No one ever said the law was simple. That’s a tense subject for San Jose Mercury News columnist Gary Richards, who penned an editorial yesterday on California’s “confusing” distracted driving laws. At issue are loopholes that can hold drivers accountable for minor infractions while letting them off the hook for seriously dangerous behavior. While it’s important to point out the inconsistencies in California distracted driving laws that could limit their effectiveness, the editorial misses the point of distracted driving danger: instead of agonizing over these laws, just shut the phone down while you’re driving. That way, you won’t get a ticket, and you won’t get into a serious car accident.
Fed up with all these confusing rules, Richards proposes a simple solution: “Use a speakerphone (as long as it’s hands-free) or an earpiece to avoid a ticket.” While this is certainly safer than holding the phone to your head, one of the drivers he quotes has a better idea. In order to avoid the $159 first-time fine (which could increase to $300 this year), Fremont software engineer Paul Brown said he would throw his phone in the trunk while driving in order to avoid any chance of getting a ticket. “Better to just not tempt fate at all,” he said.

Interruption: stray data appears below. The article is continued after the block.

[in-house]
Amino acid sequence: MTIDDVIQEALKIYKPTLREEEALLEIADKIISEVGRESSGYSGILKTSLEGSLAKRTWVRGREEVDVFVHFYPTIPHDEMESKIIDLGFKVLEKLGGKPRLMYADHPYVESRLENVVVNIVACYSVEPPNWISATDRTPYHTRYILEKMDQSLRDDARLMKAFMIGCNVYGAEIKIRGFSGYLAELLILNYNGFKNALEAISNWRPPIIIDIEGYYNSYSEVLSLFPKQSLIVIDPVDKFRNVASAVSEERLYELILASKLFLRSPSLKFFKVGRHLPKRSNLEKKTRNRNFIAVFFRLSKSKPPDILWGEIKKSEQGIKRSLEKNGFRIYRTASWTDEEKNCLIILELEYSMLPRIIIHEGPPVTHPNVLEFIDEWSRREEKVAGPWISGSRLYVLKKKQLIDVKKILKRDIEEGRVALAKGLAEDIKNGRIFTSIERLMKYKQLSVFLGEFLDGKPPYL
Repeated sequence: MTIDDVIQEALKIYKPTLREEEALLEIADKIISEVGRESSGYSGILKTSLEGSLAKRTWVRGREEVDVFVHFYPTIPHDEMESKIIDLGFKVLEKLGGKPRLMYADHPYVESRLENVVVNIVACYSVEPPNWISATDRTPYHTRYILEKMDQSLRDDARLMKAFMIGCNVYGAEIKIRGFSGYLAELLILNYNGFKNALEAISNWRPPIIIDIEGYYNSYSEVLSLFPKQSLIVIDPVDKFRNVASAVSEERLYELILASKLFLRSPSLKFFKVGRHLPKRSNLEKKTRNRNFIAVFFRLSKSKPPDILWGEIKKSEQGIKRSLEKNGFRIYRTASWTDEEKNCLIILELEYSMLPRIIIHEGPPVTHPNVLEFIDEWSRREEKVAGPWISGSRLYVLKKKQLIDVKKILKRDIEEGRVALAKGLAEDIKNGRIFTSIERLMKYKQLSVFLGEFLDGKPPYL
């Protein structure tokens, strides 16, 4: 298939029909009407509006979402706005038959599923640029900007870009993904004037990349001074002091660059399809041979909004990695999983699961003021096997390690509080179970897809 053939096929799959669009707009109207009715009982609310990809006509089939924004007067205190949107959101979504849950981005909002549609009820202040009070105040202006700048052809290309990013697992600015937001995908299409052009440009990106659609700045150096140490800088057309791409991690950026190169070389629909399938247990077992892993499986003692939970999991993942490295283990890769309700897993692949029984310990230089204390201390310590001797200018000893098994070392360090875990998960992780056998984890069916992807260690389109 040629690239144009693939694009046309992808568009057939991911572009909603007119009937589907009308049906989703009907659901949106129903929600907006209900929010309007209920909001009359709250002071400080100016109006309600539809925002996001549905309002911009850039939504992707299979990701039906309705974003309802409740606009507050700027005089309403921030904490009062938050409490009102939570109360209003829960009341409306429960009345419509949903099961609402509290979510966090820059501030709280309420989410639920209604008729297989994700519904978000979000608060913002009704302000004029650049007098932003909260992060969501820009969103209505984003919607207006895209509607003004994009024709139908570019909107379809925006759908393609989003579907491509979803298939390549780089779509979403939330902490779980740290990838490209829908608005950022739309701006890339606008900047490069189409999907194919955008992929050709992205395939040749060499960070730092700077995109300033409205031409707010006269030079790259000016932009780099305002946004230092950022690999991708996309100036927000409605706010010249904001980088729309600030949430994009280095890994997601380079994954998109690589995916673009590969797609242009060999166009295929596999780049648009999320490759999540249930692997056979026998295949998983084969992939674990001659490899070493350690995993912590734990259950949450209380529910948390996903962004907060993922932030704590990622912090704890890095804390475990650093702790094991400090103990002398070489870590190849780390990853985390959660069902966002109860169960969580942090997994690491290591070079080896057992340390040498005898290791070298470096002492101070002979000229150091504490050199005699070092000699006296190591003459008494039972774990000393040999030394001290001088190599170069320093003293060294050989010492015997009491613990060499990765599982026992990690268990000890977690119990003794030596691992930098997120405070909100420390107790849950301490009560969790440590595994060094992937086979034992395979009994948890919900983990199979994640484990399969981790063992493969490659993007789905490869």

Brown’s advice is perfect, and should be adopted not just because it could help save a fortune in traffic tickets; it can also save lives. Research has shown that even when drivers use a handheld device, they are less focused on the road than they would be without having a conversation with a friend. Driving a multi-ton vehicle is serious business, and it’s difficult to predict traffic patterns. While part of your attention is on the phone conversation, road conditions could change, a car could swerve, or a bicyclist could dart out into the street. If any of these events happen, you’ll want 100% of your attention on the road to avoid catastrophe.
Of course, with the ability to talk to family and friends, write work emails, and look for directions on your phone while driving, avoiding the temptation to sneak a peak can be difficult. Fortunately, you’re not alone. A number of safety organizations, insurance companies, and phone companies have developed some great phone apps to prevent distracted driving. So until California gets better distracted driving laws, just turn the phone off, and if you’re having trouble with that, download the apps to help out.